Far at one end, Frey and Odin supported the dais of honor,

Odin with lordly look, Frey with the sun for a crest on his bonnet.

’Twixt the two, on a bear-skin (black as a coal was this bear-skin,

Scarlet the mouth, while the tips of the claws were with bright silver shining),

Thorstein among his friends sat — hospitality ministering to Gladness.

Oft when the moon in the heavens was riding, the old man related

Wonders of foreign lands seen by him when as a viking he journeyed,

Far on the waves of the Baltic, the White, and the Northern seas tossing.

Mutely the company listened. Fixed were their eyes on the speaker,

Even as bees upon roses; the poet was thinking of Brage,1

1 (Bra’-gay)

Brage with silver beard flowing, and tongue clothed in wisdom the choicest,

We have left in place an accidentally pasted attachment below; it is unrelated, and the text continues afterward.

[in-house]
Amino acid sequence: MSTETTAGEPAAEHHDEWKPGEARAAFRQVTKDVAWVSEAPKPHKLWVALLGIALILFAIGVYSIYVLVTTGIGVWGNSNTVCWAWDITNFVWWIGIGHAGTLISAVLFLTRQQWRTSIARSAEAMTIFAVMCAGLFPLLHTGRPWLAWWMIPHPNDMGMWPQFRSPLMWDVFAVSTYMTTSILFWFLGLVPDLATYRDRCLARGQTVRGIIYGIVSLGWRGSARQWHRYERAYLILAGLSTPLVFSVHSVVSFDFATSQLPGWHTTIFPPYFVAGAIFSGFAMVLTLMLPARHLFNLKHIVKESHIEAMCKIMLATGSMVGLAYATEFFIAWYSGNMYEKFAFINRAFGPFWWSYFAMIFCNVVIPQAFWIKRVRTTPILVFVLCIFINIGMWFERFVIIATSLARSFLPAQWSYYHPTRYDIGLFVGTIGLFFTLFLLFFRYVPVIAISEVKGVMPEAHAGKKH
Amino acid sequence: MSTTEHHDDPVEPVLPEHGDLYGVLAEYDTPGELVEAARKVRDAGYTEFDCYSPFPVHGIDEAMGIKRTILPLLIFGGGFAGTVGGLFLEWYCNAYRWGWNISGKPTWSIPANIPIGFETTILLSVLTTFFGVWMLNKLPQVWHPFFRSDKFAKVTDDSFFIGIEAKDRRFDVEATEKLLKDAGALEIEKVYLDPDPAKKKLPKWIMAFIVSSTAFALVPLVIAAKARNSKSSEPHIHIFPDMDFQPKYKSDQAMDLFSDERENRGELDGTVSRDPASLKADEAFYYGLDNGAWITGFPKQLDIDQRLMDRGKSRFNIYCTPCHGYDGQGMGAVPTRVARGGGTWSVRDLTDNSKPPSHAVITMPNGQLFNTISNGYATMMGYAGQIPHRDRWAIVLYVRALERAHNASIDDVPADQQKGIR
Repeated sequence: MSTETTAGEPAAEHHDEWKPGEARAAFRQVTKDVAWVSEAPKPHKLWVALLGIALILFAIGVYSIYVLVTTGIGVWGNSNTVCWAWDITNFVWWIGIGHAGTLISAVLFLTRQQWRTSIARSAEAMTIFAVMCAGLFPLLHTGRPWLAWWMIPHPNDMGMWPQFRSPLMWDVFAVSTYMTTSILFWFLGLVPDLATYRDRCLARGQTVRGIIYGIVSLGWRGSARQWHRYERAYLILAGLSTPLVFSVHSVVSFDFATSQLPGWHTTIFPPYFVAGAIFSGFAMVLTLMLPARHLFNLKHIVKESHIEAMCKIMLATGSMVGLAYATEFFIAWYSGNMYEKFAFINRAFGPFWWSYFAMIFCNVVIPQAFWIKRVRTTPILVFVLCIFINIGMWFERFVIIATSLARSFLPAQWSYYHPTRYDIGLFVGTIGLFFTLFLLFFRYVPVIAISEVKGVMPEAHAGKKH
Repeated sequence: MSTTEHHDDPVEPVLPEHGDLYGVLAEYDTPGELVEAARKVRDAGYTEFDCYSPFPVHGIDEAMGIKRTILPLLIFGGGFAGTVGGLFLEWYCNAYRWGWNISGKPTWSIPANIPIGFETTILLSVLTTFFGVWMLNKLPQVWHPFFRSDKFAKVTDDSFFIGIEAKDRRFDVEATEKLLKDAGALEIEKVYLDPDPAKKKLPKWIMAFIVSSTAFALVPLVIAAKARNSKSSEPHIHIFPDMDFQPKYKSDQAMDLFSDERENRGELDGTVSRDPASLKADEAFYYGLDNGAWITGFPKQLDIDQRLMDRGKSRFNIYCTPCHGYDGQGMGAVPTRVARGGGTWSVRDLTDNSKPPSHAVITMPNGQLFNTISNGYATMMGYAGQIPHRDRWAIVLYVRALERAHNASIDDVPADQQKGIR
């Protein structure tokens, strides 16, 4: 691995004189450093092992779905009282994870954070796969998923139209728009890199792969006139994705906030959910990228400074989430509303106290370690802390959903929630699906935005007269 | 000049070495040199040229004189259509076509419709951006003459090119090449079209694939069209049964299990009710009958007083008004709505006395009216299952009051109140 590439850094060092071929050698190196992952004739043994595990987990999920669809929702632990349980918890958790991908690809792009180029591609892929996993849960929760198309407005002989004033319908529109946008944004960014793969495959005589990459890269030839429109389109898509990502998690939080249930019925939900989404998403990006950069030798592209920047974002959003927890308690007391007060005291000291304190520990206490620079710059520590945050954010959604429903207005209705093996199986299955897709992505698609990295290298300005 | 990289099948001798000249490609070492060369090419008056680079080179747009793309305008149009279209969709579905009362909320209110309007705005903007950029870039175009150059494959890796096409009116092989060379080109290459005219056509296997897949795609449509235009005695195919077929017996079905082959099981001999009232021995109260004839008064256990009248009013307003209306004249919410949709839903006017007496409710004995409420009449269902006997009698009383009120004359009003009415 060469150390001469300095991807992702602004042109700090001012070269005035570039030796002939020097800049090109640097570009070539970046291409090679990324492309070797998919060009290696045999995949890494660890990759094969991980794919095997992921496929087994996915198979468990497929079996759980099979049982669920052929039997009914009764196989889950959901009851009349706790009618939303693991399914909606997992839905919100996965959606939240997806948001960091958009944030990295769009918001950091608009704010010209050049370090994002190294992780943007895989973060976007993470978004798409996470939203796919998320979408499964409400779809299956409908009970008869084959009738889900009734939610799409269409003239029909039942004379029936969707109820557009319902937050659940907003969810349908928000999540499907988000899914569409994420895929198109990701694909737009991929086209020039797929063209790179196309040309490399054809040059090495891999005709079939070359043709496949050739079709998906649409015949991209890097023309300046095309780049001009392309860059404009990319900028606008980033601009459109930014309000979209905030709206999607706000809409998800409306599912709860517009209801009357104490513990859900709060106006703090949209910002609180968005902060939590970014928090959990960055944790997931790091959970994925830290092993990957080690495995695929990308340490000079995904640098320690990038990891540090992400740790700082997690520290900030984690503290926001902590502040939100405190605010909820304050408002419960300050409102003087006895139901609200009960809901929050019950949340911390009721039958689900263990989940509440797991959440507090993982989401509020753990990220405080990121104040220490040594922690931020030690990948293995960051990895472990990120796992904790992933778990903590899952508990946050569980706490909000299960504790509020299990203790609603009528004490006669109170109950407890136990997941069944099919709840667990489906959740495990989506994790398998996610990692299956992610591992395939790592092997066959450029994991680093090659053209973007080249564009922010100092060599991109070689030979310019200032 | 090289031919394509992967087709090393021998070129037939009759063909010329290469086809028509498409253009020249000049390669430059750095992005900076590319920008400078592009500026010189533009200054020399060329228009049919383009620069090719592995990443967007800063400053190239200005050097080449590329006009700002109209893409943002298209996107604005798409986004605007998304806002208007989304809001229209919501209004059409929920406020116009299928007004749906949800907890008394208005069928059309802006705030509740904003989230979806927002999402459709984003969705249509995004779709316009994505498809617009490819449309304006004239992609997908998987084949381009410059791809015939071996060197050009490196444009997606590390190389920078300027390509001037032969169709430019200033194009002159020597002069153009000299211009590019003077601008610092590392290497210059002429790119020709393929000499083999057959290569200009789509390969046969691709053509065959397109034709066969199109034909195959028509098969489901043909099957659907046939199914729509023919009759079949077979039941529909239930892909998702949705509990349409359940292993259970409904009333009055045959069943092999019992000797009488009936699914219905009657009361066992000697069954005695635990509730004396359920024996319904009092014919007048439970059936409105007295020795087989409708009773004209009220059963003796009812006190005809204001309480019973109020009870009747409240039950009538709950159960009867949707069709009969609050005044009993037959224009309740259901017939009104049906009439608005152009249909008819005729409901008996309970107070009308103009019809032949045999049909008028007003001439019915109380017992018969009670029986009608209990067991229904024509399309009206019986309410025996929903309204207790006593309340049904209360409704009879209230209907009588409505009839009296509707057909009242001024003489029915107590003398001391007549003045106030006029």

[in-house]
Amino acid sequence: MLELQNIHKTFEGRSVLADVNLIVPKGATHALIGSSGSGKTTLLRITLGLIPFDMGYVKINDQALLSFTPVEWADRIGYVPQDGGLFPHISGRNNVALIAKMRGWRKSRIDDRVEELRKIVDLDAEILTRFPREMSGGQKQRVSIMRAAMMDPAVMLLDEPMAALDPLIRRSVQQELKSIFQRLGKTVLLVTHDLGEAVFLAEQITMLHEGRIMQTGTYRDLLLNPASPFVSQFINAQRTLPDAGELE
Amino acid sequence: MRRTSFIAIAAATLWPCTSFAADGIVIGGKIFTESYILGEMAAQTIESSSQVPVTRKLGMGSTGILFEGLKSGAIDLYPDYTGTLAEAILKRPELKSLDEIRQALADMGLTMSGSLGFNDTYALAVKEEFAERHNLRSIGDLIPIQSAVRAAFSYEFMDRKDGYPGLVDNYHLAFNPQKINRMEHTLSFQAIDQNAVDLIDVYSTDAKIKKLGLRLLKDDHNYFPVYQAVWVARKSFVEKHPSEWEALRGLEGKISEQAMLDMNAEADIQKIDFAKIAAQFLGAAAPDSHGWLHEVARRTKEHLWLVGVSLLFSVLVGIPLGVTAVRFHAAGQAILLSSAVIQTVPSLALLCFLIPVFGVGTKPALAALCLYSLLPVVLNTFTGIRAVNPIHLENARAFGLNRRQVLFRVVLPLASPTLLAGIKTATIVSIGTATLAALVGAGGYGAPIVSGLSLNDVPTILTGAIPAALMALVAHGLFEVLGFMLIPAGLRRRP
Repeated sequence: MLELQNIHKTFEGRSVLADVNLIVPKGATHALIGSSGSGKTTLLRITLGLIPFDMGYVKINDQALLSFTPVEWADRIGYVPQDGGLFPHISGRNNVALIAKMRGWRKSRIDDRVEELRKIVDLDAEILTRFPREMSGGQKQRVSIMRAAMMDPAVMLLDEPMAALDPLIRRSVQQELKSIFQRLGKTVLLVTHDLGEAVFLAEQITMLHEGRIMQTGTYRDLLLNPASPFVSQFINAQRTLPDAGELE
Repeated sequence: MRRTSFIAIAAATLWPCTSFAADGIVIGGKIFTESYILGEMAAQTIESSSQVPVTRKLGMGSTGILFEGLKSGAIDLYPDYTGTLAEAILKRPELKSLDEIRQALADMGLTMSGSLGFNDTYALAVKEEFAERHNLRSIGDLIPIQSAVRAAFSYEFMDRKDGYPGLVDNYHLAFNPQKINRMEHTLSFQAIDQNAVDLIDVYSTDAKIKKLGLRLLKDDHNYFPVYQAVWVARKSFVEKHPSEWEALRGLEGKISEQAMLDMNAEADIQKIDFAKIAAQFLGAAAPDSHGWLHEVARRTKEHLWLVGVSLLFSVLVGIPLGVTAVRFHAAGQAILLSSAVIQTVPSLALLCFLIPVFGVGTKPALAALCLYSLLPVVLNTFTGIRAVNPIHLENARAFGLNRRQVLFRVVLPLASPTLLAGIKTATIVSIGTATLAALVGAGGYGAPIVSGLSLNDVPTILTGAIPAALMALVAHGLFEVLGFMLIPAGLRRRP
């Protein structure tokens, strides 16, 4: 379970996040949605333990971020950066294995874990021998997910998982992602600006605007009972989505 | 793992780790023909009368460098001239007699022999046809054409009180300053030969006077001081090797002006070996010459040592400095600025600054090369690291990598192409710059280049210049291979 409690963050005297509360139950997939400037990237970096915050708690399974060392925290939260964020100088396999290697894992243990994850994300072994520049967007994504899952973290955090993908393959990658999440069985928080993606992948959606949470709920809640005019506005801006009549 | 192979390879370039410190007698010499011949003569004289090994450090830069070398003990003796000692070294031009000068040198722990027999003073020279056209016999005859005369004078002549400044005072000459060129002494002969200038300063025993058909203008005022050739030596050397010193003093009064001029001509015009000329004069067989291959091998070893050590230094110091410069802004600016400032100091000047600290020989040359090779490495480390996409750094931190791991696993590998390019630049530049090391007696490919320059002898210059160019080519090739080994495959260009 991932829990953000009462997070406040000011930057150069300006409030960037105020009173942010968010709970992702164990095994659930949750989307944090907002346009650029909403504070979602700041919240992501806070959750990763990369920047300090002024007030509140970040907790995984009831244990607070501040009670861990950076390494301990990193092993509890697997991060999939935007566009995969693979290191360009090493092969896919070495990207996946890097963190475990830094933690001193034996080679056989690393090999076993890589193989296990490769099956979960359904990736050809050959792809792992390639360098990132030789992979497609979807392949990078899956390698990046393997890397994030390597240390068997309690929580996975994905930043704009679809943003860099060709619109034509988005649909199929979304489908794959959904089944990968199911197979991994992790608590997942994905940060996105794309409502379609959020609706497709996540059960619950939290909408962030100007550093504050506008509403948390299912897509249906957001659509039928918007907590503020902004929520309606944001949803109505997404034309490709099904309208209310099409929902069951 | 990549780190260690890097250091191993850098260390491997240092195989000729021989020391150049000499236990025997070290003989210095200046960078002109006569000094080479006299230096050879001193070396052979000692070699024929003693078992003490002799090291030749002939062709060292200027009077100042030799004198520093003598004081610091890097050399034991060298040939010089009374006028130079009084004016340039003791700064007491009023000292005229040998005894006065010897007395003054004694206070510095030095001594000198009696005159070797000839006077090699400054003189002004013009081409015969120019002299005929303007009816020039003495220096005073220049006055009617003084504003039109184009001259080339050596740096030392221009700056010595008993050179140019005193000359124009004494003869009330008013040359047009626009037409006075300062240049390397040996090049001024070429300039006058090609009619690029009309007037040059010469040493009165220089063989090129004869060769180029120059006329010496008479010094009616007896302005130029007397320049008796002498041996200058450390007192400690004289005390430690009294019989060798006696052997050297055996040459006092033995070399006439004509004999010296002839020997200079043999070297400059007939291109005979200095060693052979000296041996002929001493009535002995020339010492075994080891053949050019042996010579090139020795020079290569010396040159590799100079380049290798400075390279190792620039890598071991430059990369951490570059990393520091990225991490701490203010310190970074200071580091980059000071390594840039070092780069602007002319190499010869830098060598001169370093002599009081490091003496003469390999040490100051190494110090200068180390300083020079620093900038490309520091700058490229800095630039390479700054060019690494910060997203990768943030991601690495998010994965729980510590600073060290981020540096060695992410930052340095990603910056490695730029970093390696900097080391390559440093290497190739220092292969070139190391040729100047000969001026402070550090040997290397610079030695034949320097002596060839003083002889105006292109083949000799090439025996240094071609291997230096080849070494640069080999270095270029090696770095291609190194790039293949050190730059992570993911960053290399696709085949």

Sitting ‘neath shadowy birches, telling a story by Mimer’s

Unceasingly murmuring fountain, he too a saga unending.

Covered with straw was the floor, and upon a walled hearth in the center,

Constantly burned, warm and cheerful, a fire, while down the wide chimney

Twinkling stars, heavenly friends, glanced upon guest and hall, quite unforbidden.

Studded with nails were the walls, and upon them were hanging

Helmets and coats-of-mail closely together; also between them

Here and there flashed down a sword, like a meteor shooting at evening.

Brighter than helmet or sword were the sparkling shields ranged round the chamber;

Bright as the time of the sun were they, clear as the moon’s disc of silver.

Oft as the horns needed filling, there passed round the table a maiden;

Modestly blushing she cast down her eyes, her beautiful image

Mirrored appeared in the shields, and gladdened the heart of each warrior.

Rich was the house, and the eye of the stranger, whichever way gazing,

Rested on cellar well filled, or on pantry or press overflowing.

Jewels the rarest, trophies of conquest, gleamed in profusion;

Gold carved in runes with great skill, and wonderful things wrought in silver.